Governor Olson is looking for a “Communist” label to add to his collection. The Trotzkyites, at least for the last week, allowed him to wear their forged label pinned to the same coat from which dangles the badge of Commander-in-Chief of the Minnesota National Guard.
This is treachery and the working class will deal with it in the way the working class always does when it frees itself from the influence of its enemies.
The tremendous support, moral and material, received by the strikers of Drivers’ Union 574 from practically all sections of the Minneapolis working class—support whose volume was still growing at the time the shameful settlement was negotiated, and put over on the strikers by the Trotzkyite and Central Labor Council leaders—the rapid development and indomitable spirit of the main section of the strike, show that in Minneapolis there had arrived one of those moments when the working class is ready for deeds that make high points in the history of the class struggle.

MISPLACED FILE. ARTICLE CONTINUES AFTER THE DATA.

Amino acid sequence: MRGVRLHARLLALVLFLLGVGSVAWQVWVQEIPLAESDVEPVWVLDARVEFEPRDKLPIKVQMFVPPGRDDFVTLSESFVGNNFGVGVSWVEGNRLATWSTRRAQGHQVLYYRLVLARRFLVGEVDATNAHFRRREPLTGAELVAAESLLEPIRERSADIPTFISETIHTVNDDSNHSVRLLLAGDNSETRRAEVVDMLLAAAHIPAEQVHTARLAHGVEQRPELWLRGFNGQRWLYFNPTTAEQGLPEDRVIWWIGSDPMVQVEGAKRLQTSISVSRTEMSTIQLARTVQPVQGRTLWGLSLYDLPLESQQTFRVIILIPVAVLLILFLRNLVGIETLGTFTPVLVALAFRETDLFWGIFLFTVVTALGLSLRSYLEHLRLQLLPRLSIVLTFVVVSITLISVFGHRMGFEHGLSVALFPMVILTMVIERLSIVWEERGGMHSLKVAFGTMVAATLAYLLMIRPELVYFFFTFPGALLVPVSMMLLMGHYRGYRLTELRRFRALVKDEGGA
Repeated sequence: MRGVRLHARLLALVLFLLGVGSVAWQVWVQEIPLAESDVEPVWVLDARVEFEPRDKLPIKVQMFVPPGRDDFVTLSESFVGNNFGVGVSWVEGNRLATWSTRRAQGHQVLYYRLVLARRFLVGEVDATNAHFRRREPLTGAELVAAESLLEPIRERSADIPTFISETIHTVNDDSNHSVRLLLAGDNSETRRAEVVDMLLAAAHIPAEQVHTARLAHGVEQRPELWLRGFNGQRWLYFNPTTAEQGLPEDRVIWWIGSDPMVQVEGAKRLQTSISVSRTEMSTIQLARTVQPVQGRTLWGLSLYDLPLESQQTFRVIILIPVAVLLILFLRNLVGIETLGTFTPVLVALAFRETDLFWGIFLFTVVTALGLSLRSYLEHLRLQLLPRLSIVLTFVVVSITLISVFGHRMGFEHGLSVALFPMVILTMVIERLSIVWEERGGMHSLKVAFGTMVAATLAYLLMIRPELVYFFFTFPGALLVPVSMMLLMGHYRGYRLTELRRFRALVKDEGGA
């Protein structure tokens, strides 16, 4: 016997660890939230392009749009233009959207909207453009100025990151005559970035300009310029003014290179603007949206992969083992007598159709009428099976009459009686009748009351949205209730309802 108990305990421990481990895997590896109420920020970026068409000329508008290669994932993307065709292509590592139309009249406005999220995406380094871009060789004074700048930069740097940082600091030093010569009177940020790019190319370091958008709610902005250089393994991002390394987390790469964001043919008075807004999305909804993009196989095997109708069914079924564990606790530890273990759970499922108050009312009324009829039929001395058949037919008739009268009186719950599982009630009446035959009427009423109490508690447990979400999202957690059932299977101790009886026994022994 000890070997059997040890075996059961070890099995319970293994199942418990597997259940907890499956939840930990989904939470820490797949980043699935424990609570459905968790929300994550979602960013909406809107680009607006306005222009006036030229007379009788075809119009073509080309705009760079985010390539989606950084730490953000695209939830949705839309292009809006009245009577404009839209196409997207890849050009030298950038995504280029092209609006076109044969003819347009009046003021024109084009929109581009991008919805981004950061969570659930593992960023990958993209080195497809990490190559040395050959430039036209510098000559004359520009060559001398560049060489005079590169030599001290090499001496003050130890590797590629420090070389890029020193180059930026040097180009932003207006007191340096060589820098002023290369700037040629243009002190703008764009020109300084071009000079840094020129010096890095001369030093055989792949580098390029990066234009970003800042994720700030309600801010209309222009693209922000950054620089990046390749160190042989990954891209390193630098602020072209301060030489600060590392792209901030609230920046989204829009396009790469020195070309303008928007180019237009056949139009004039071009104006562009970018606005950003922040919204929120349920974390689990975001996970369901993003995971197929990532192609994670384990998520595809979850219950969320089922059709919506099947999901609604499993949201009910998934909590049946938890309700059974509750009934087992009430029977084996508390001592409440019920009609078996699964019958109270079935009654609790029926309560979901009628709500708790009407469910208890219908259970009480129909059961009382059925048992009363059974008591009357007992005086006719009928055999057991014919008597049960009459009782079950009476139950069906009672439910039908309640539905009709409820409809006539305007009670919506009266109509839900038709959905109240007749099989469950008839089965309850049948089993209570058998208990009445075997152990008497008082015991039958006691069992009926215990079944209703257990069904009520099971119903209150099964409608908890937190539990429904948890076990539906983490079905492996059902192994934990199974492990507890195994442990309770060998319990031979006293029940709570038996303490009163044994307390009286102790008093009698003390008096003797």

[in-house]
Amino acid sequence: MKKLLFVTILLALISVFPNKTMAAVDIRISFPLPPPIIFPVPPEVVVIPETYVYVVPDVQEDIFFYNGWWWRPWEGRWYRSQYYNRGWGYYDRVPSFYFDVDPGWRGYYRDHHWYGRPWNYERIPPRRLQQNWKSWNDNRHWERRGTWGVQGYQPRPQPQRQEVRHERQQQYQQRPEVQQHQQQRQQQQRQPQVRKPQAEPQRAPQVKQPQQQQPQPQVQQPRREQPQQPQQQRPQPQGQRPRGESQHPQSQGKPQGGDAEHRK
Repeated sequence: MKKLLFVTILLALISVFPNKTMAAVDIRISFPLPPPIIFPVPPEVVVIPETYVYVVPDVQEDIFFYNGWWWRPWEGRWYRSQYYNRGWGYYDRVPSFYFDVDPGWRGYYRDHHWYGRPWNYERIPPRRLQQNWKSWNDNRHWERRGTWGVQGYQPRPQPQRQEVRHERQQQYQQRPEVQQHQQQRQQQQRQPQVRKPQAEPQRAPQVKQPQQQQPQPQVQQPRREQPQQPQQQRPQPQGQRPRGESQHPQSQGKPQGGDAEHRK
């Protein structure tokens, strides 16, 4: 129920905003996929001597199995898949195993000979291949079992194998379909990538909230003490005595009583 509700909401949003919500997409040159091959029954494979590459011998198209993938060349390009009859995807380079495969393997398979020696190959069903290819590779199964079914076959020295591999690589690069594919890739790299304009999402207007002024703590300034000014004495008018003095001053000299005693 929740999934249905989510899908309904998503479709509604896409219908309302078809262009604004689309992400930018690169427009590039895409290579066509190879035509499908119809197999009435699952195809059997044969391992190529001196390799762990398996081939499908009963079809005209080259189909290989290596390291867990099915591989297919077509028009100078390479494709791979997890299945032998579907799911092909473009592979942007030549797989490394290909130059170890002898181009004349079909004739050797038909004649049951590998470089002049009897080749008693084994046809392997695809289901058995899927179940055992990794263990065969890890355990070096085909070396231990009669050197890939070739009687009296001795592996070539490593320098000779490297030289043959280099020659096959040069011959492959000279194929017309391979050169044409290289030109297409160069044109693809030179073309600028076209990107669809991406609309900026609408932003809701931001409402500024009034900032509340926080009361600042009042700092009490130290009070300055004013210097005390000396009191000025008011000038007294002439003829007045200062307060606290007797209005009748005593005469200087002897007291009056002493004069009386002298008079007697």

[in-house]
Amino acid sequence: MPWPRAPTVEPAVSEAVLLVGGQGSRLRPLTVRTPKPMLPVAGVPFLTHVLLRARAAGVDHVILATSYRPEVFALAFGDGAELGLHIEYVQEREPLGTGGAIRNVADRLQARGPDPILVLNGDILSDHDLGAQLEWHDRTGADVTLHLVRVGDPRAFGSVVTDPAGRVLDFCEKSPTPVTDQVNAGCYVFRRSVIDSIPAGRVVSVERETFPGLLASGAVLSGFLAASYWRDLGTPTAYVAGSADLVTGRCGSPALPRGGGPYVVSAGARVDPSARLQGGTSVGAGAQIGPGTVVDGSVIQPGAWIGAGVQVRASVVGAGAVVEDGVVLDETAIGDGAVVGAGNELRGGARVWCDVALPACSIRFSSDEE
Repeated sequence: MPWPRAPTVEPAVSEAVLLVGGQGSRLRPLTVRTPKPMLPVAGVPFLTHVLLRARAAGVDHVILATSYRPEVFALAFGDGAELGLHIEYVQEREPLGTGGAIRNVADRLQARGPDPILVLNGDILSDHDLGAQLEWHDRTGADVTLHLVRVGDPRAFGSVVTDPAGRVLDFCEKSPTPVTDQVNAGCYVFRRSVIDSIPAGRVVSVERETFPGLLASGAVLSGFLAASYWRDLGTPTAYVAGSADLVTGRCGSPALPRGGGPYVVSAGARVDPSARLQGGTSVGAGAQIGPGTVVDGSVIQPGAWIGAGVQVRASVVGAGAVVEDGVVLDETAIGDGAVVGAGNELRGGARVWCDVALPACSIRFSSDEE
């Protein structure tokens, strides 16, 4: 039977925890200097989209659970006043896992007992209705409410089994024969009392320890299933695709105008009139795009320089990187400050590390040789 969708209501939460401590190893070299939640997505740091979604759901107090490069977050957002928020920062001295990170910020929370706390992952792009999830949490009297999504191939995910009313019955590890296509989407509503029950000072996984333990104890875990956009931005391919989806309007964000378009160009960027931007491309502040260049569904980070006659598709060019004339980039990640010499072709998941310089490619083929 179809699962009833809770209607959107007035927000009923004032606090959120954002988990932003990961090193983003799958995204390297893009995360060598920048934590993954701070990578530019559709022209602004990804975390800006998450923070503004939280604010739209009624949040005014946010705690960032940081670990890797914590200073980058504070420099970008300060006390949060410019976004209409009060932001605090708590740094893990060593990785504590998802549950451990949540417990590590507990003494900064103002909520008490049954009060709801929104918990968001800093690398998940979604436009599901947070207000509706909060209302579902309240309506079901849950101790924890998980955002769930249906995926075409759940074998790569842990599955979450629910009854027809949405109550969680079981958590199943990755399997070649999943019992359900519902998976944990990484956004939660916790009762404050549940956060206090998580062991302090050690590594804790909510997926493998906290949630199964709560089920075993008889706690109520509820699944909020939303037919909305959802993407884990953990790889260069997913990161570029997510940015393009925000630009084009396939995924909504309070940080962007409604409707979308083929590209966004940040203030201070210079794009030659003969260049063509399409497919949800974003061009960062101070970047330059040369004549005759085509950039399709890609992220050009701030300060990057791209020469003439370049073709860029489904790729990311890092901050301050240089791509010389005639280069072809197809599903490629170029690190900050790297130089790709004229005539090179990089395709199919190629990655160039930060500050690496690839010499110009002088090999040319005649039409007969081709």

The Party District has organized and led some splendid mass struggles—hunger marches to the State capital, relief struggles, etc. It had an important role in the struggles of the St. Paul packinghouse workers. It has exposed the anti-working class character of Olson’s Farmer-Labor Party government before large numbers of workers. The Communist Party members have access to many A. F. of L. unions, and workers listen eagerly to Communist Party speakers.
But the Communist Party leadership in the Minneapolis District did not gauge correctly the militant temper of the working class and did not foresee clearly the outbreak of the struggle, and therefore could not fully prepare the working class for it.
In this sense the Communist Party, although its members fought heroically side by side with the strikers on the picket line, although the Communists in the International Labor Defense rendered great services in the struggle, and the Communist Party fraction in the Unemployment Councils mobilized the unemployed in support of the strike, the Party District was unable to expose clearly the disastrous influence of the Cannon-Dunne leadership. It was only by consistent work within the union of the drivers and in the other unions that their defeatist policy could have been efficiently exposed and thwarted. As it was, the agitation, propaganda and work of the Party District, in the main correct, came for the most part from outside the main body of striking workers.